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Updated:May 1, 2014

Prehistoric Times

Prehistoric Times "Shinano people lived close to nature"

The prehistoric era is the longest and oldest era in the history of the Japanese islands dating back to about 600,000 years ago when humans first appeared on the Japanese archipelago.
About 35,000 years ago Prehistoric people living by the shores of Lake Nojiri hunted Naumann elephants and giant deer that had crossed from Asia during the ice age by driving them towards the lake or into the wetlands nearby. They hunted with stone implements such as spears made from obsidian obtained from the area around Wada Pass. They also collected fruit and berries such as hazelnuts and Pinus koriaiensis.

About 12,000 years ago, the climate started to become warmer and the present Japanese archipelago was formed. During this period, Jomon man invented bows and arrows and earthen pottery.

As the earthen pottery allowed food to be cooked, there was an increasing consumption of plants as food, making it possible for people to settle in one place. The area at the foot of Mt. Yatsugatake is often called the "Jomon Kingdom". As many wild chestnut trees and oak trees grew in the area which was also the habitat of many animals, it was an ideal living environment for Jomon man, and about 5,000 years ago it was the most densely populated area of the Japanese archipelago.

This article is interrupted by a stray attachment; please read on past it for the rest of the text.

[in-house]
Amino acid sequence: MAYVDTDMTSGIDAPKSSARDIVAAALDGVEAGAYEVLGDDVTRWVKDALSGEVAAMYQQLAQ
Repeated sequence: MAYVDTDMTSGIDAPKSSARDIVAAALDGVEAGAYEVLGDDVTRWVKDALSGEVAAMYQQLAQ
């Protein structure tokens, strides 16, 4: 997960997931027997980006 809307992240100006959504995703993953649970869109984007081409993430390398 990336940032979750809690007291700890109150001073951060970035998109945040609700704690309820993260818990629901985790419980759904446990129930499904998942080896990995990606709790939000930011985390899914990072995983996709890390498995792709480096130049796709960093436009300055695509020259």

Reconstruction of a Naumann elephant

Reconstruction of a Naumann elephant (Displayed in Nagano Prefectural Museum of History)



Rice cultivation was introduced into Japan from Asia 2,300 years ago and about 200 years later rice started to be grown in Nagano prefecture.

As production increased, differences arose in the social positions of the villagers until finally disputes started over land and water.

By about the middle of the 4th century, ancient burial mounds, square at the head and rounded at the foot, were built for the powerful men who controlled the region, such as the burial mounds of General Mori (in Koshoku City) and General Kawayanagi (in Nagano City) in the southern part of the Nagano Basin where Yayoi culture flourished.

Burial mound of General Mori and outside view of Nagano Prefectural Museum of History

Burial mound of General Mori and outside view of Nagano Prefectural Museum of History